There are plenty of reasons online lit mags can be wonderful places you can and should feel proud to publish your work (assuming you find the journals publishing the type of writing you admire, of course). There are many well-respected online journals that are just as difficult to get into as some of the top-tier print mags.

But beyond all that, online mags are valuable because if you publish a piece online that you are very proud of, you now have a handy link you can distribute and get many more people to read your work. Let's face it, how many people (and I'm talking about your family and friends here, never mind strangers) are going to order a hard copy of a print journal when your story/poem is published in it? Yet when you have a link, you can put it up on your website, facebook page, etc. I think this debate of "are online journals as prestigious as print?" is going to totally disappear very soon. I love print journals and yes, I strive to see my work in them, but I also have my eye on some very good online journals, too.

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Re: Online Literary Journals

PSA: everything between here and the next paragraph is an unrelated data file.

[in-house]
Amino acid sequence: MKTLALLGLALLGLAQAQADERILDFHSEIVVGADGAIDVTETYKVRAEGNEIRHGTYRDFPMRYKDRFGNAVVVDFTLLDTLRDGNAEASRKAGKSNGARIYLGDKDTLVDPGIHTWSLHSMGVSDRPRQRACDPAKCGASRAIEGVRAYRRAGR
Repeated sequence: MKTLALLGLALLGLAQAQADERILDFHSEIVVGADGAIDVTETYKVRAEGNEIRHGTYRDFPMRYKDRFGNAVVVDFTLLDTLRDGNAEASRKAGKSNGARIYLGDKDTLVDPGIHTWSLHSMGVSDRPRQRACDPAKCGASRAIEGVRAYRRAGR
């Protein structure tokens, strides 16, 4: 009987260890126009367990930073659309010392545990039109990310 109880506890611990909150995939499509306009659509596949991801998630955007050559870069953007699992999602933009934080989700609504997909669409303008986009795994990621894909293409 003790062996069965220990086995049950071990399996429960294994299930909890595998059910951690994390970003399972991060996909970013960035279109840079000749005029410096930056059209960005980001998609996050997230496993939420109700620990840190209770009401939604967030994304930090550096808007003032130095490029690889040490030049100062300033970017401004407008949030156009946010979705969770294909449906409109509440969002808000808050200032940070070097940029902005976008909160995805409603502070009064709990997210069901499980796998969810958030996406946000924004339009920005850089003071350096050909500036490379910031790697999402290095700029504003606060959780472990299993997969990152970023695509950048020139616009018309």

Post by Sommer Leigh » October 8th, 2010, 6:59 pm

Harper Karcz wrote:I subscribe to only one print literary journal (The Georgia Review, published by my alma mater), but I regularly read about 15 online literary journals. I like to be able to pop in to one of my favorites on my lunch break at work and read a short story, or a few pieces of flash fiction, or a handful of poems. I read StorySouth, Monkeybicycle, Failbetter, Boston Literary, Brevity, StoryQuarterly, Word Riot, McSweeney's, and more.

I'd recommend getting an account at Duotrope's Digest (duotrope.com) and just browsing for a while. You'll start to see which markets (online and print) are selective, and which are not. Just as in print, some online markets pay writers, and some do not, and some online markets are incredibly selective and get a lot of high-quality submissions... while others do not.

I love Brevity.